Argentina Vies for Holdout-Free Debt Deal as Deadline Nears
(Bloomberg) -- By almost every reckoning, Argentina’s $65 billion debt restructuring will be approved by a wide margin this weekend. But investors are on alert for the small risk that holdouts could make things complicated.
While there’s little threat to the broad plan for most creditors to accept new bonds valued at an average of 55 cents on the dollar, some notes could be left out of the accord. Securities issued in 2005 and 2010 have rules that make it easier for a minority of investors to try to hold out for more generous terms.
Argentina is optimistic over the results of the restructuring deal, according to a government official with direct knowledge of the matter. The person declined to give specific figures on the results of the swap.
The idea of holdouts brings up painful memories for Argentina investors who lived through a decade of court battles following the country’s 2001 default, a dispute that left Argentine assets vulnerable to seizure and locked the nation out of international debt markets. Avoiding the drama this time around would bolster confidence that the government has a manageable debt load and can focus on repairing an economy set to contract for a third straight year.
“There are so many Argentina bonds out there, there’s a non-zero chance that there’s some hedge fund with a lot of them, and you may have a series that doesn’t get restructured,” said Jared Lou, a money manager at William Blair Investment. “It’s still a low risk. I think this deal is likely to be approved.”
Argentine creditors had until the end of today to accept the deal, and the government could announce the results as soon as Aug. 31. The plan has the support of three major creditor groups -- with members including BlackRock Inc., Fidelity Investments and Monarch Alternative Capital -- who say it provides fair compensation for investors along with the best chance for Argentina to get back on its feet.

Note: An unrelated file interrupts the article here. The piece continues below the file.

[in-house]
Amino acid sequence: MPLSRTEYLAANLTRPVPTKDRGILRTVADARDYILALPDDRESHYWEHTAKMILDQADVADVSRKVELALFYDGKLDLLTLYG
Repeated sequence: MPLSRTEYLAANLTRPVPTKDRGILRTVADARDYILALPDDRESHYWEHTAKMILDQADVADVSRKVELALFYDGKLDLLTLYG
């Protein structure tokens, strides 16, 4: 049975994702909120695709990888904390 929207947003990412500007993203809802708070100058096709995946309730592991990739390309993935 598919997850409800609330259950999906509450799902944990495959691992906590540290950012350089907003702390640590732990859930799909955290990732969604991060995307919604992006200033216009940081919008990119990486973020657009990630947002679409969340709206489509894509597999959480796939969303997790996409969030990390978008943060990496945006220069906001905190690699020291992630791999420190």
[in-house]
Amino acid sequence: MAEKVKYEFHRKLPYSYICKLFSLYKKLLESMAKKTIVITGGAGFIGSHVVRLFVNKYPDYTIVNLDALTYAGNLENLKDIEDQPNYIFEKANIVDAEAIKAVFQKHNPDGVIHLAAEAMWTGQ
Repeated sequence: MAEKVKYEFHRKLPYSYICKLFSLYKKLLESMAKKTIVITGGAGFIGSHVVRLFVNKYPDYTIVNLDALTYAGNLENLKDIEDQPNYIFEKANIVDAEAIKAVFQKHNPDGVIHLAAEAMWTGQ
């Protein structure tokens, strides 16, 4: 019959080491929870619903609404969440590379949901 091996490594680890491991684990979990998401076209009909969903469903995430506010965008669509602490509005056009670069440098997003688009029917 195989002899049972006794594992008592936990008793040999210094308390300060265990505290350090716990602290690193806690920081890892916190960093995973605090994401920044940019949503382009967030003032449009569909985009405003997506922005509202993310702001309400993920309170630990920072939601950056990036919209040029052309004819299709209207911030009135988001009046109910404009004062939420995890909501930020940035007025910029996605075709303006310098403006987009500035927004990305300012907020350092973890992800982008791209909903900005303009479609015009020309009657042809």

For the country’s debt load to be sustainable, Argentina will need to reverse three straight years of economic contraction, including what JP Morgan forecasts will be a 13.5% plunge this year amid the coronavirus lockdown. The peso has tumbled 75% since the end of 2017, the worst performance among more than 100 currencies tracked by Bloomberg, even though it has been under capital controls since September.
About two-thirds of the $65 billion in foreign debt Argentina is trying to restructure was issued after the nation returned to global capital markets in 2016. It’s governed by rules that force all holders to accept a restructuring as long as two-thirds of all investors and at least half of the owners of each individual series of bonds vote to go along with it.
The main risk of holdouts are from some securities issued before then, which have a higher threshold for restructuring. For these so-called exchange notes, the government needs 85% of all investors and at least two-thirds of the owners of each series to accept the proposal.
The smaller series could be especially vulnerable, since a blocking stake wouldn’t require as much capital and a few hedge funds could team up to form a coalition. Many of the holders are also widely dispersed around the world, making it more difficult to collect the votes needed to push through a deal.
But the plan has received broad enough support that creditors who hold out are unlikely to win sympathy from those who negotiated for months to reach a deal with Argentina, according to Anna Gelpern, a law professor at Georgetown University.
“By definition there is a risk of failure. Emotions are running high here, and someone might act rashly,” Gelpern said. “But just to take a step back, I don’t see how it’s in anybody’s interest at this point to blow this up.”
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